Middle Level navigation licences

Published: Friday, 25 March 2022

THE bill has since been passed into law and the new by-laws 2022 approved by the Secretary of State for DEFRA on 28th May 2021, writes Kelvin Alexander-Duggan.

The requirement for navigation licences has been in place since 1st October 2020,

Same rate as Nene and Great Ouse

Licences for the Middle Level waterways are set at the same rate as for EA controlled rivers Nene and Great Ouse. And as do EA and the Cam, run from the 1st April to 31st March with a half fee charged after 1st October. Gold licence holders will from the 1st April 2022 have to buy a visitor licence or a Anglian Pass to access the Middle Level.

You can use the current index number displayed on your boat, so no need to apply for a Middle Level index number when you make your application for a yearly licence.

You will need a home mooring that is approved by the Middle Level, Boat safety Certificate and third party insurance for three million pounds and salvage.

The licence itself has been designed to make it hard to fake, It arrives pre-laminated, is watermarked and has a hologram.

Anglian Pass

Since last year the new Anglian Pass has became available, this is add-on to your home navigation licence which allow you to access waters belong to the other two navigation authorities. This is also available to Gold licence holders from 1st April 2022. The fee starts from £25 depending on length up to a maximum of £100. The pass is valid until the 31st March of the following year.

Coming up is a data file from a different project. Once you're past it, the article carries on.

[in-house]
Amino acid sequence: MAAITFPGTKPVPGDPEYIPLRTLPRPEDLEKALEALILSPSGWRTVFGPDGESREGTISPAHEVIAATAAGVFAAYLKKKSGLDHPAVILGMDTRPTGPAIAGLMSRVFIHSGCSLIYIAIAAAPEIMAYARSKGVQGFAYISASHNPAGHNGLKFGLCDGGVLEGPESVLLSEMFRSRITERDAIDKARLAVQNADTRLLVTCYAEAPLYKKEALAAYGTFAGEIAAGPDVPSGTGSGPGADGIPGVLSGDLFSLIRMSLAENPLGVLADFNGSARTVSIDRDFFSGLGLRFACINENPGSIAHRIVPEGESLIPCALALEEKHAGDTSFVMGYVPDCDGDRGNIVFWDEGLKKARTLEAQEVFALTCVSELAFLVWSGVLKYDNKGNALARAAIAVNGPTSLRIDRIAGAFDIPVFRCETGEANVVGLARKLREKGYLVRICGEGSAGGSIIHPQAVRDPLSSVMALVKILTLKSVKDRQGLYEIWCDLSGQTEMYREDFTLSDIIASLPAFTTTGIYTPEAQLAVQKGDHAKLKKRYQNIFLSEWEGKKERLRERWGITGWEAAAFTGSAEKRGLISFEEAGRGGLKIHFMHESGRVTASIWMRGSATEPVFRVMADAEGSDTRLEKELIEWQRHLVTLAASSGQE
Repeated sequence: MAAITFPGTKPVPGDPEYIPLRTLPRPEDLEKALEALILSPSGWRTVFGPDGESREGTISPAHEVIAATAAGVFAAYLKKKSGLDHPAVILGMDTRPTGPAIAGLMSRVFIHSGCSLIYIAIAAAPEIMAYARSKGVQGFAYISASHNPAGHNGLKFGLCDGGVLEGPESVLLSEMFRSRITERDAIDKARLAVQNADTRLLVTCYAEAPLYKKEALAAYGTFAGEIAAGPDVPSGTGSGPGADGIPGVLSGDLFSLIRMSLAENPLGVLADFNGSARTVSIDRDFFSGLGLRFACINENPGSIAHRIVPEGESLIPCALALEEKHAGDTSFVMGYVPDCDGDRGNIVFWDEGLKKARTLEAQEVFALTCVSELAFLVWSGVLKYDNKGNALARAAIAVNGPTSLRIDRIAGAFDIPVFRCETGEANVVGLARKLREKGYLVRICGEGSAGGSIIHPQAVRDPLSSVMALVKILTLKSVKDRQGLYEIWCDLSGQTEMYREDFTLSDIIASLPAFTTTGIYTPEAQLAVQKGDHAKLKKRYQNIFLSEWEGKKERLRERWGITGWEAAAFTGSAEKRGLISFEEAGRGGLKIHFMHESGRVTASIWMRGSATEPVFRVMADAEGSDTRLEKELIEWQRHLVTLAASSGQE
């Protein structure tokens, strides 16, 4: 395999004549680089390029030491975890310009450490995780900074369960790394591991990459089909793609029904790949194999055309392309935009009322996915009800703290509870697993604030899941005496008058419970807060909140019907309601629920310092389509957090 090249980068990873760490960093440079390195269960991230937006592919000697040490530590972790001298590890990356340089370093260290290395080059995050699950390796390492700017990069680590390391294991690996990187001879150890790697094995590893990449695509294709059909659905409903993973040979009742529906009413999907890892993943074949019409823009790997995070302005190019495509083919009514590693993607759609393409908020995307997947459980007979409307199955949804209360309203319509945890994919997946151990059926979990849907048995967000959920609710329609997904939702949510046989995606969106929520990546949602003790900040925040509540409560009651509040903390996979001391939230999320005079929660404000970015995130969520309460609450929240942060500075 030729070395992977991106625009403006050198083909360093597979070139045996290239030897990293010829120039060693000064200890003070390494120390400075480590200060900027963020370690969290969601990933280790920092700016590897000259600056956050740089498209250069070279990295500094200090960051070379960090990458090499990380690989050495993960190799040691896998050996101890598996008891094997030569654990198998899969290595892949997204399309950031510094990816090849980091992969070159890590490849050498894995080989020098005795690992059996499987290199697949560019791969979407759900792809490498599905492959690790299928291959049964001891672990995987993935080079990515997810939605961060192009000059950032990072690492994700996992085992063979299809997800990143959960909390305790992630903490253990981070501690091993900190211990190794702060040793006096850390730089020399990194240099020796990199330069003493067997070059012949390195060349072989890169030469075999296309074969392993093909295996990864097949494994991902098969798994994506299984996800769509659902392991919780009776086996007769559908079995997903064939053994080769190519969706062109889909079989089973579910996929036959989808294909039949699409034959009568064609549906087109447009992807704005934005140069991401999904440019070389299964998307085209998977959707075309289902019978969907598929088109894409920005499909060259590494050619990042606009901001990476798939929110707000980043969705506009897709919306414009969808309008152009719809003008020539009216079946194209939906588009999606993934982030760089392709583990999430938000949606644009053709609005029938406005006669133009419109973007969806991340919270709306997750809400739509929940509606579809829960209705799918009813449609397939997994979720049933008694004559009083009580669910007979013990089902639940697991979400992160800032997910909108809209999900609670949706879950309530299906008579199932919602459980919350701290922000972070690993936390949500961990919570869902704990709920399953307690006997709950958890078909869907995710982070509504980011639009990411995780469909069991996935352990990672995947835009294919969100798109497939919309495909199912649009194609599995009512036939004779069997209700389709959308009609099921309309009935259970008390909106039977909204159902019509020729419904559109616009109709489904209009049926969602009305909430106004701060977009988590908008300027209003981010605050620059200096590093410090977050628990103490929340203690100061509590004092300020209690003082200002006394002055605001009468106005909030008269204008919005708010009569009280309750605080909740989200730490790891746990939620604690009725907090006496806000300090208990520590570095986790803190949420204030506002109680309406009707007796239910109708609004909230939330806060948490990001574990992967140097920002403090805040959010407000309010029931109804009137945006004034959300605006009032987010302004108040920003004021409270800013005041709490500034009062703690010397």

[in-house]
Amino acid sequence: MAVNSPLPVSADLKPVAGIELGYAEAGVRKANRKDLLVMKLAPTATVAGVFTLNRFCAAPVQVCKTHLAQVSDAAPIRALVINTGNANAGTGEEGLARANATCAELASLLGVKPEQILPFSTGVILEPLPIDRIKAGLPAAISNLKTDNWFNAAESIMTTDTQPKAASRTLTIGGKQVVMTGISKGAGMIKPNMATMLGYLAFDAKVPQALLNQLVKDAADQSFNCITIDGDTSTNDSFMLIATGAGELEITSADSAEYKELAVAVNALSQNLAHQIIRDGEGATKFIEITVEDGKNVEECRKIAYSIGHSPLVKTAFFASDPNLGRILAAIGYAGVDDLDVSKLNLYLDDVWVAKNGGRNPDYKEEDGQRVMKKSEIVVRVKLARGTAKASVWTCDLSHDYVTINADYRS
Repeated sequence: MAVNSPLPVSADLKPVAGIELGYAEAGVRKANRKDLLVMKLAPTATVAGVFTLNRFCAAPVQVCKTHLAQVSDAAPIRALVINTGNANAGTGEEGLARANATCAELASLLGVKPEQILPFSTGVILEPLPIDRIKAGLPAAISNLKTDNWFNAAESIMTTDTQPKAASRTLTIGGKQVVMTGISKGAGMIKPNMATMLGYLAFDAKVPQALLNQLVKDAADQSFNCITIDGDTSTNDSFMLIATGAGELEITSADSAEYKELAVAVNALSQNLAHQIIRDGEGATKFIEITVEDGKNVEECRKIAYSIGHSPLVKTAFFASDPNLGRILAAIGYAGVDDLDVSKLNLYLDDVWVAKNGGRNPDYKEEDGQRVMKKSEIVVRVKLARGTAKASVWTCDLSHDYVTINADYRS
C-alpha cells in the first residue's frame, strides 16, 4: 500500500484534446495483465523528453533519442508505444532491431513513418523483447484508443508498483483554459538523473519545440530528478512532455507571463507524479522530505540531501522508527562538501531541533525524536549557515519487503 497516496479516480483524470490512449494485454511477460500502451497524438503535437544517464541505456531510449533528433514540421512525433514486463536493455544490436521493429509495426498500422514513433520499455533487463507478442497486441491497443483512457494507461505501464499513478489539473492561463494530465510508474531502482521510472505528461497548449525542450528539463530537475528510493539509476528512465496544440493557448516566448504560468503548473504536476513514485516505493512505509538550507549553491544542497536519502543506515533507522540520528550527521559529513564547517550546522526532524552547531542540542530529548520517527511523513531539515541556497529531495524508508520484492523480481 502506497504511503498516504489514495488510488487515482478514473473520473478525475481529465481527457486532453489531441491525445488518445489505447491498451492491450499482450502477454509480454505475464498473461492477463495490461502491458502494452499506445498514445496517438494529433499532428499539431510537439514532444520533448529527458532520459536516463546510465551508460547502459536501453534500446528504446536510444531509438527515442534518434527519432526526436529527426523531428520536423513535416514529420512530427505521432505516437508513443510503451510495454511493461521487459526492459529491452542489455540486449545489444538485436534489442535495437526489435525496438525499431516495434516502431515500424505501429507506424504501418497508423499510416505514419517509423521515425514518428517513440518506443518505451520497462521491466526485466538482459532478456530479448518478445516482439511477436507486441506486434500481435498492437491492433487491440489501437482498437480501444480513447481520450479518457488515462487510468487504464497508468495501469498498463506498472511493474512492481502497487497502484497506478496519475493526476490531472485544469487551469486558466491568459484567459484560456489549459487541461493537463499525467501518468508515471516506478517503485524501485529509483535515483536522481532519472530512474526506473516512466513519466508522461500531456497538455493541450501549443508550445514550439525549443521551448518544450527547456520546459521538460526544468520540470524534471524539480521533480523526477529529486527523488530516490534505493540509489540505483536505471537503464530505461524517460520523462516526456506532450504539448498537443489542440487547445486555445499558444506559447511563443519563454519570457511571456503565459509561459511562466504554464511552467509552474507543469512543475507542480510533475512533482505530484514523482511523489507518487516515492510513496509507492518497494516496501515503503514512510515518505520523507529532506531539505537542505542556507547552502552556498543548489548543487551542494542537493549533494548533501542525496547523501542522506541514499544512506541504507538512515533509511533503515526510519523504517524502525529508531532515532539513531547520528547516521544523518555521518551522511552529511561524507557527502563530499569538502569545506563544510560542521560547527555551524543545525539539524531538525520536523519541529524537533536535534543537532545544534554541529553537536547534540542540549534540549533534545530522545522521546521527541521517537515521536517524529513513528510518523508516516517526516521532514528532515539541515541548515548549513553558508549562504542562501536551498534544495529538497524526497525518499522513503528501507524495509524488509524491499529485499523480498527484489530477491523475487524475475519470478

Full details can be found on https://middlelevel.gov.uk/navigation/ where all things concerning navigation are located.

Middle Level licence enforcement

For the first eighteen months, there has been little enforcement to allow boaters to get their paperwork sorted. The local BSSC examiners have been busy with exams for boats which up to now did not have one. There is a hardcore of boaters who have done nothing.

MLC Enforcement officers have toured the system and have placed warning notices on each boat they have seen. Some boaters who are squatting on the bank have been threatening bodily harm if MLC try to impound their boats for non-payment of licence fees. The lady of the lock at Marmont Priory was attacked by the owner of one of these squatter boats when he tried to pass through the lock in the Covid Lockdown when all boat movements were banned. Since then she has retired from operating the lock after many years of unpaid service. Any attack on staff will face the full force of the law.

From the 1st April 2022, the gloves are off and the big stick picked up. The message is quite clear - either licence your boat or remove it from Middle Level waters. If you don't, your boat will be removed and impounded, if you still refuse to pay, the boat will be sold to recover unpaid licences and costs.

So what does the Middle Level do with the licence fee money?

If you look at the link page above for the Middle Level, you find the latest newsletter on what has been done and what will be done this year.

One of the main things, this year are new moorings to be built at Ramsay which will have a water tap and rubbish disposal facilities plus four new overnight moorings on the through route. More dredging will take place on Well Creek between Millcourt Aqueduct and Newton Bridge.

Fake continuous cruisers

Fake continuous cruisers who are also known as towpath squatters and freeloaders are not welcome on the Middle Level. The bank sides are privately owned and no mooring is permitted The main Visitor moorings have a 48 hours limit with no return in three days while the rural moorings are 24 hours.

You cannot 'Moor where you like, When you like, as long as you like'. Yet this appears to be the motto of the Bargees Travellers whose end game appears to be to make the cost of enforcement so costly and time consuming that the navigation authorities just give up.